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home : news : world news January 25, 2015

4/21/2014
AP News in Brief
RECROP OF ALT111. Pope Francis steps out onto St. Peter's Basilica's balcony to deliver the Urbi and Orbi (Latin for to the city and to the world) at the end of the Easter Mass in St. Peter's Square at the the Vatican Sunday, April 20, 2014. Pope Francis celebrated the Easter Sunday Mass in St. Peter's Square, packed by joyous pilgrims, tourists and Romans and bedecked by spring flowers. (AP Photo/Alessandra Tarantino)
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RECROP OF ALT111. Pope Francis steps out onto St. Peter's Basilica's balcony to deliver the Urbi and Orbi (Latin for to the city and to the world) at the end of the Easter Mass in St. Peter's Square at the the Vatican Sunday, April 20, 2014. Pope Francis celebrated the Easter Sunday Mass in St. Peter's Square, packed by joyous pilgrims, tourists and Romans and bedecked by spring flowers. (AP Photo/Alessandra Tarantino)

Crowd overflows from St. Peter's Square for Pope's Easter Mass under sunny skies

VATICAN CITY (AP) -- Marking Christianity's most hopeful day, Pope Francis made an Easter Sunday plea for peace and dialogue in Ukraine and Syria, for an end to terrorist attacks against Christians in Nigeria and for more attention to the hungry and neediest close to home.

Well over 150,000 tourists -- Romans and pilgrims, young and old -- turned out for the Mass that Francis celebrated at an altar set up under a canopy on the steps of St. Peter's Basilica.

So great were their numbers that they overflowed from sprawling St. Peter's Square, which was bedecked with row after row of potted daffodils, sprays of blue hyacinths and bunches of white roses. Waving flags from the pope's native Argentina as well as from Brazil, Mexico, Britain, Poland and many other countries, they also filled the broad boulevard leading from the square to the Tiber River.

Easter is the culmination of Holy Week and marks Christian belief that Jesus rose from the dead after his crucifixion.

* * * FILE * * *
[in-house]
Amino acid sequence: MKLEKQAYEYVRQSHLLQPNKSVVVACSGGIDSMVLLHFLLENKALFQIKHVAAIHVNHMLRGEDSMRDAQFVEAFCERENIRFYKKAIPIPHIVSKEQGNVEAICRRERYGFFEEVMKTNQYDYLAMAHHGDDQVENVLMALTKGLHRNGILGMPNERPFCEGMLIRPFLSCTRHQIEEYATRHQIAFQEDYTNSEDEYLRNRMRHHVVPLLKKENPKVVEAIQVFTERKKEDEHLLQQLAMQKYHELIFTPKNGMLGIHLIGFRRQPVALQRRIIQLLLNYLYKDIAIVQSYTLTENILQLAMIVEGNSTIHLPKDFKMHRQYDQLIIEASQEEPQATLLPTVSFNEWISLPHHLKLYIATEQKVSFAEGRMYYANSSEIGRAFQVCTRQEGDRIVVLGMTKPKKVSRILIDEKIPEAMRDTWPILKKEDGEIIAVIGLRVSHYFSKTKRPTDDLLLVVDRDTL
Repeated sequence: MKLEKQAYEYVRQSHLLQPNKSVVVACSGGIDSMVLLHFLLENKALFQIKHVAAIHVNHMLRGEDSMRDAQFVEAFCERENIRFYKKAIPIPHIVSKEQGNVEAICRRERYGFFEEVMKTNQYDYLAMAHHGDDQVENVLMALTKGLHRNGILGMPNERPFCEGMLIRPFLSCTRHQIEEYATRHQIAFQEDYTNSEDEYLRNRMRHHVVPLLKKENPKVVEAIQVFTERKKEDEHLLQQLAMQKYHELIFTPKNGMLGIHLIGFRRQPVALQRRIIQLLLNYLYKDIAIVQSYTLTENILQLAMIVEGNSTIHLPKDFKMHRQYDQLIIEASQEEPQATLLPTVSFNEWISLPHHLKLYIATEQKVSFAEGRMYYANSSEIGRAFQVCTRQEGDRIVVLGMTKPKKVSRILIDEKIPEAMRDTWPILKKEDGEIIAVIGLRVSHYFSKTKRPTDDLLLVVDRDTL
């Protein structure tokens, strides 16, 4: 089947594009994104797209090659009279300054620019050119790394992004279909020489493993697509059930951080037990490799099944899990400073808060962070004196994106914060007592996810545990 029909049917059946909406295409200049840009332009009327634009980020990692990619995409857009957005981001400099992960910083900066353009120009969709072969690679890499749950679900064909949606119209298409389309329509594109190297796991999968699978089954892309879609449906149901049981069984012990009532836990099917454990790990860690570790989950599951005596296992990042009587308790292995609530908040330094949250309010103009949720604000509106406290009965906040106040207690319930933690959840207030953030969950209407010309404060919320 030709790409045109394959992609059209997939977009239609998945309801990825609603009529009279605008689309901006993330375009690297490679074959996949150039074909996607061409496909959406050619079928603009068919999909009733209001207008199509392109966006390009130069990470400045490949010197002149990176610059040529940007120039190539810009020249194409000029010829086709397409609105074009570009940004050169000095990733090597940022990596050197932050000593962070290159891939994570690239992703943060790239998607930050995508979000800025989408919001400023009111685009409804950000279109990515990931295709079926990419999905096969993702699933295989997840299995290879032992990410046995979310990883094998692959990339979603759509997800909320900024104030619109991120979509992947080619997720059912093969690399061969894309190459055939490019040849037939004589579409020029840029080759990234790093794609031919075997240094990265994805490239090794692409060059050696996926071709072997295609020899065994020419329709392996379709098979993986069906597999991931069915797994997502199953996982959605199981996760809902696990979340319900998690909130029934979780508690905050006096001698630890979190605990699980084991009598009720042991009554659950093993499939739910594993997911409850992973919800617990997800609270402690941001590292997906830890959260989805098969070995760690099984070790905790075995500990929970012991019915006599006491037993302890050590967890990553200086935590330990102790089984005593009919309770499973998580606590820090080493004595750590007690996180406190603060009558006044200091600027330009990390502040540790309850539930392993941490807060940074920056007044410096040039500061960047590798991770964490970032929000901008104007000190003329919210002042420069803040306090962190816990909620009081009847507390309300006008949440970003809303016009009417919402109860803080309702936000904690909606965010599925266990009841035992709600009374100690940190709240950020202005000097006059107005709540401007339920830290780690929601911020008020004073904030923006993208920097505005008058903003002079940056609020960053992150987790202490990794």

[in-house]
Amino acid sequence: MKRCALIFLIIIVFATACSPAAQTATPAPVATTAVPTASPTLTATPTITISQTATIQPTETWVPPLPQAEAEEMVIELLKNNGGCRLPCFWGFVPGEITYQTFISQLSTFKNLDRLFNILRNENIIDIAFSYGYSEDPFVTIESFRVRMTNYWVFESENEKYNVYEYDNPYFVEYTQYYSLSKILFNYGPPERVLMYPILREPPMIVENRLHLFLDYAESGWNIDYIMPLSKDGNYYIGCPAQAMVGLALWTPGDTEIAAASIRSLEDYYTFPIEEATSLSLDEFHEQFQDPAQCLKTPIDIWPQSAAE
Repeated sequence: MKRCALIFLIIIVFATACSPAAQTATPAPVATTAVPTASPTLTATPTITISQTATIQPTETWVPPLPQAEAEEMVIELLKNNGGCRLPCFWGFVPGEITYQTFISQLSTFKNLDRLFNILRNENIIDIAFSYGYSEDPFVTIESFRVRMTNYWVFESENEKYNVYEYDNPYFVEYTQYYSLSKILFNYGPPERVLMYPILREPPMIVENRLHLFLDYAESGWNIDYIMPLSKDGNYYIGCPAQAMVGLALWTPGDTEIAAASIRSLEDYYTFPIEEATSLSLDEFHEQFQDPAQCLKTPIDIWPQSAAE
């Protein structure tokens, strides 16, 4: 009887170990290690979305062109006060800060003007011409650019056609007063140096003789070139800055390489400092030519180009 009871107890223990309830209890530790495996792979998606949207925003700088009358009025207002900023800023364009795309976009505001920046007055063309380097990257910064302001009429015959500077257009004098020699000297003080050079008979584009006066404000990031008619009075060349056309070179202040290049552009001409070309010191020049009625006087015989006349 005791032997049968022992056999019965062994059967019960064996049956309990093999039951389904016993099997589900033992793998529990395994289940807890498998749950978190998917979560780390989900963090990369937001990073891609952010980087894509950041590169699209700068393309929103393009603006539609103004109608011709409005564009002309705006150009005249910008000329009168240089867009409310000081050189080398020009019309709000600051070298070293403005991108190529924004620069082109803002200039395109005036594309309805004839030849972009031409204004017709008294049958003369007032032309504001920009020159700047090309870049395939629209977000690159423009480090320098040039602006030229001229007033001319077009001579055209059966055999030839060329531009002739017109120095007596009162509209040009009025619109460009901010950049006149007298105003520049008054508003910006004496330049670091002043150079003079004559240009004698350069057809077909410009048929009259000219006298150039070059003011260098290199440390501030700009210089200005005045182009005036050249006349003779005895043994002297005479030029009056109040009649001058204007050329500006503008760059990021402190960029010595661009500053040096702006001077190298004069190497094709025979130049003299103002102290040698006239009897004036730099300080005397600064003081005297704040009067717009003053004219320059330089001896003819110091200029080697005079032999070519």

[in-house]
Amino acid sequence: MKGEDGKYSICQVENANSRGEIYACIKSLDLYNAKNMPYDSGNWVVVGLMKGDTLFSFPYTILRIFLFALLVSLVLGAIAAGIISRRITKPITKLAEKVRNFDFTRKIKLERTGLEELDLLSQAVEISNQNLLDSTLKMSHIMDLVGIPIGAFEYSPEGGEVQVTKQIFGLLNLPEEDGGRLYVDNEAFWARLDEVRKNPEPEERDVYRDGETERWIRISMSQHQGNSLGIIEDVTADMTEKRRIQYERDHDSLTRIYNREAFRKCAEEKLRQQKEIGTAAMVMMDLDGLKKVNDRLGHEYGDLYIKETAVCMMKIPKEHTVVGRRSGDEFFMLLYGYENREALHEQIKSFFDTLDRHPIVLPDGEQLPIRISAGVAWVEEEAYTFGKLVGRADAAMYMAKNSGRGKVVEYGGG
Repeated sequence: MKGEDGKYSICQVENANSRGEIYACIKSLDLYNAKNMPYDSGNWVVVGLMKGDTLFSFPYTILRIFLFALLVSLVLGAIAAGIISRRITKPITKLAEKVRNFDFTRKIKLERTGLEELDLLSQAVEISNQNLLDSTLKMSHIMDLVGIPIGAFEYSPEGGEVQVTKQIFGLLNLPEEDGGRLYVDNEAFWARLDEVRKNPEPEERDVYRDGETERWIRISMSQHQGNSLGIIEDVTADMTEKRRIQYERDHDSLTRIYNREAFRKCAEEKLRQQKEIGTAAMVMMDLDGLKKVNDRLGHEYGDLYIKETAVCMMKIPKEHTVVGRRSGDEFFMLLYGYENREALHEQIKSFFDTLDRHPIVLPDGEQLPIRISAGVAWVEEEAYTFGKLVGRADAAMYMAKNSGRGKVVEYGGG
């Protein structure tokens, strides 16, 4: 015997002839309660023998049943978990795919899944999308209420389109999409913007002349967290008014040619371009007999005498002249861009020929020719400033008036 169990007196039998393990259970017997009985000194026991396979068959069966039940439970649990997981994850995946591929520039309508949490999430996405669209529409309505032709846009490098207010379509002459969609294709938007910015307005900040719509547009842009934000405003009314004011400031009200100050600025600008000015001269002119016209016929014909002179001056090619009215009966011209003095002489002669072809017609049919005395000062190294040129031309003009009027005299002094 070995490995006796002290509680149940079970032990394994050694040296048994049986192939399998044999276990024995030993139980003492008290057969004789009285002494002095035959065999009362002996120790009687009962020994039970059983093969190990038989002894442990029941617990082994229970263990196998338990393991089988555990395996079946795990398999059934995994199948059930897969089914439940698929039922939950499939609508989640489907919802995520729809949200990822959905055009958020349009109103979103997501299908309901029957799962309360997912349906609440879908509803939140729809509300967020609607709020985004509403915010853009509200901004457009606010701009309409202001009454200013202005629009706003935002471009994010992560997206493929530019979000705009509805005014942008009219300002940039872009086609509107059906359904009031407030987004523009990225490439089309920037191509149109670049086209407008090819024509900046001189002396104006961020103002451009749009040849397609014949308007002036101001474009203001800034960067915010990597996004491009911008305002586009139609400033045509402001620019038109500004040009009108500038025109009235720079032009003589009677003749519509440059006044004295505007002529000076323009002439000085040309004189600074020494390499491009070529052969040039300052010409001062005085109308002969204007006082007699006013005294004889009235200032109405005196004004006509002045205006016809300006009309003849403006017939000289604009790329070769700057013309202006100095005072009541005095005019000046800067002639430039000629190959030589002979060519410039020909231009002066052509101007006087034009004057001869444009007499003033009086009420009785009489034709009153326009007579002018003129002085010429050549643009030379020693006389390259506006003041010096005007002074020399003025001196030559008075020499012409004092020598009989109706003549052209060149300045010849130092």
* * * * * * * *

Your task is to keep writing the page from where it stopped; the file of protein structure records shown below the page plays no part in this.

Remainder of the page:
Francis noted that this year the Catholic church's celebration of Easter coincided with that of Orthodox churches, which have many followers in Ukraine.

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Go Green

Once an underground phenomenon, pot holiday tries to go mainstream in Colorado

DENVER (AP) -- Denver police say they have issued 28 citations for public consumption of marijuana and arrested one person accused of attempting to distribute the drug so far this weekend as revelers celebrate the traditional pot holiday of April 20.

Public consumption of marijuana is still illegal in Colorado, the first state to legalize -- and regulate -- recreational marijuana.

Of the infractions police reported Sunday, 22, including the arrest, happened Saturday. The remaining citations were as of about 2 p.m. Sunday, hours before crowds plan to smoke pot at 4:20 p.m. MDT.

In Boulder, University of Colorado officials closed the campus to all but students, faculty and staff to ensure no 4/20 celebrations were held.

Denver is one of many cities across the country where 4/20 marijuana celebrations are planned Sunday.

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Transcript shows confusion, indecision over whether to evacuate passengers from sinking ferry

JINDO, South Korea (AP) -- The South Korean ferry that sank was crippled by confusion and indecision well after it began listing, a radio transcript released Sunday showed, suggesting the chaotic situation may have added to a death toll that could eventually exceed 300.

About 30 minutes after the Sewol began tilting, a crew member asked a marine traffic controller whether passengers would be rescued if they abandoned ship off South Korea's southern coast. The crew member posed the question three times in succession.

That followed several statements from the ship that people aboard could not move and another in which someone declared that it was "impossible to broadcast" instructions.

Many people followed the captain's initial order to stay below deck, where it is feared they remain trapped. Fifty-nine bodies have been recovered, and about 240 people are still missing.

"Even if it's impossible to broadcast, please go out and let the passengers wear life jackets and put on more clothing," an unidentified official at Jindo Vessel Traffic Services Center urged at 9:24 a.m. Wednesday, 29 minutes after the ferry first reported trouble, according to the transcript released by South Korea's coast guard.

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Rubin 'Hurricane' Carter, prizefighter who became symbol of racial injustice, dies at 76

Rubin "Hurricane" Carter never surrendered hope of regaining his freedom, not even after he was convicted of a triple murder, then convicted again and abandoned by many prominent supporters.

For 19 long years, the prizefighter was locked in a prison cell far away from the spotlight and the adulation of the boxing ring. But when he at last won his biggest fight -- for exoneration -- he betrayed little bitterness. Instead, Carter dedicated much of his remaining life to helping other prisoners and exposing other injustices.

The middleweight title contender, whose murder convictions became an international symbol of racial injustice and inspired a Bob Dylan song and a Hollywood film, died Sunday. He was 76.